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    I want to check if my answer to part (iv) is correct. It seems too simple.

    2pi/0.5 = w = 4pi But w = √(k/m)

    16pi2 * 80 = k = 12633.

    Since the two springs are in parallel we have the spring constant for an individual spring = 6317 N/m

    Also, could I have a hint to part (v) ?
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    (Original post by Stonebridge)
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    Could you help me, please ? Its been quite a long time...
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    I think I've worked out the answer to part (v) as well, but could you check my method, please ?

    At 11 km/h we can also imagine the bumps as having a forcing frequency that is very nearly equal to that of the natural frequency of the springs i.e. the forcing frequency is 2pi/0.49 whilst the natural frequency is 2pi/0.5


    However, at 40 km/h I'm facing a dilemma. I still see a good increase in amplitude above the original amplitude of A1 but how does this translate into the person not being ejected ?
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    I agree with your reasoning for part iv with one small point to make.
    The resonant frequency for free oscillations of a damped oscillator is not equal to that of an undamped one.
    The damped oscillator's natural frequency will always be less.
    So the formula for k, using the undamped value of w is not strictly true.
    However, as the damping is very small (1/20 times the critical value of damping) it means that the natural frequency of the damped motion is very very close to the undamped value. (You may have a formula in your notes that relates the damped and undamped natural frequencies in terms of the damping constant or some other similar quantity (See below*). I think you'll find that the difference is about one part in 1000. It's insignificant.)

    For the last part of the question, you now have forced damped oscillations as you correctly point out.
    Again, the natural frequency for forced damped oscillations is not equal to the undamped natural frequency (and neither is it equal to the unforced damped natural frequency.) But again, for this low level of damping, the values are very very close such that the difference is insignificant.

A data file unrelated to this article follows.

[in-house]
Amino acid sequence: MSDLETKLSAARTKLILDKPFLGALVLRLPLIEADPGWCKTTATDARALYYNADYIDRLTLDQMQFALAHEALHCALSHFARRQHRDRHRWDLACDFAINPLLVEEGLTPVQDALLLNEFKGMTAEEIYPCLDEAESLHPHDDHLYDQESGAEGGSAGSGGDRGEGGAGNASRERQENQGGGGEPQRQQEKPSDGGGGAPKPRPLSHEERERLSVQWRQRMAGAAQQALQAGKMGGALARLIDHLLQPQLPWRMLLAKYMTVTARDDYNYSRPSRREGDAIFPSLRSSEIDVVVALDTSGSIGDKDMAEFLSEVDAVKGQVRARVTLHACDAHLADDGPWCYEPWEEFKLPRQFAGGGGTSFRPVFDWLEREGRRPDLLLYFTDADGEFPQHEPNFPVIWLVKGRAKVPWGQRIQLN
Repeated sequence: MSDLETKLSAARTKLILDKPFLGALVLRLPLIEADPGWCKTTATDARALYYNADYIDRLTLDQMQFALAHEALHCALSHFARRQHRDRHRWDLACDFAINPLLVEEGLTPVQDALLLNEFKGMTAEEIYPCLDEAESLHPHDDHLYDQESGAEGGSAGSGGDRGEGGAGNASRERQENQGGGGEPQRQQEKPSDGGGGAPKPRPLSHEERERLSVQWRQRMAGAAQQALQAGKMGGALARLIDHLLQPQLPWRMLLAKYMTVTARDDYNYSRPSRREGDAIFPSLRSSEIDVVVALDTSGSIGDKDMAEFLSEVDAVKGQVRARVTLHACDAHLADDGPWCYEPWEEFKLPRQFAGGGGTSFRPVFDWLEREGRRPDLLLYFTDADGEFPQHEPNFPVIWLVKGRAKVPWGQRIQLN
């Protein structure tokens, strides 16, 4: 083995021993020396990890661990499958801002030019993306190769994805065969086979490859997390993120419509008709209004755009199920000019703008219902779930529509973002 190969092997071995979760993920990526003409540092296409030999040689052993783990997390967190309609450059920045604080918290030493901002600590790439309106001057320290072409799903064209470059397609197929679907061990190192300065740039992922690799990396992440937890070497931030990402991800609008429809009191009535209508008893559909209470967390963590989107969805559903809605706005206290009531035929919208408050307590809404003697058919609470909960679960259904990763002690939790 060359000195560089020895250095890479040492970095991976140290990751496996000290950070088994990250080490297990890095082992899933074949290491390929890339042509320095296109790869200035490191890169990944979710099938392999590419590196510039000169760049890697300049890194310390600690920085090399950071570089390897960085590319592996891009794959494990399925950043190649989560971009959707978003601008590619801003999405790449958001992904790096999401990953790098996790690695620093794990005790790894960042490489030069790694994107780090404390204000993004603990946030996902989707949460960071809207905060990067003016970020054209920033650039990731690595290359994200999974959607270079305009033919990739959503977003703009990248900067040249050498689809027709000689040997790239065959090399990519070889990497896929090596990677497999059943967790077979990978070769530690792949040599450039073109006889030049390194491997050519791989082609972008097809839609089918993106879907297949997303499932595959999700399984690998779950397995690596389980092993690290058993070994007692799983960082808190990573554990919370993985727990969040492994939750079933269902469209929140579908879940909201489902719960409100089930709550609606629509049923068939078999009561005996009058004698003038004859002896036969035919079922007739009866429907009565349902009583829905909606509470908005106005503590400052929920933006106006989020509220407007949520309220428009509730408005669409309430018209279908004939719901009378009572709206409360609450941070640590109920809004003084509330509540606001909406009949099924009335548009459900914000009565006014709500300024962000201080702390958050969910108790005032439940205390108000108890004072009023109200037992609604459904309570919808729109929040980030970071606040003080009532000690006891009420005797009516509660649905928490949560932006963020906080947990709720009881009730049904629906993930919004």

The frequency of the bumps as you ride them gives the driving frequency. (There is an old A-Level question with this idea in it.) If, as you say, this is very close to the natural frequency, the amplitude will build up and could cause the rider to fall off.
    With such a low level of damping, the curve of amplitude against frequency will have a very sharp maximum. This means that for driving frequencies only slightly above or below the natural frequency, the amplitude increase will be small.
    The question seems to be asking for this. THose other two speeds and corresponding driving frequencies are actually a long way from the peak resonant value.

    * As I don't know exactly what you have studied on this topic it's difficult to advise more, but you will get some useful information and equations on
    http://en.wikipedia.org/wiki/Damping

    and some of the links from there, especially Damping factor and Damping ratio
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    im curious. is this uni physicswht year?
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    (Original post by Stonebridge)
    I agree with your reasoning for part iv with one small point to make.
    The resonant frequency for free oscillations of a damped oscillator is not equal to that of an undamped one.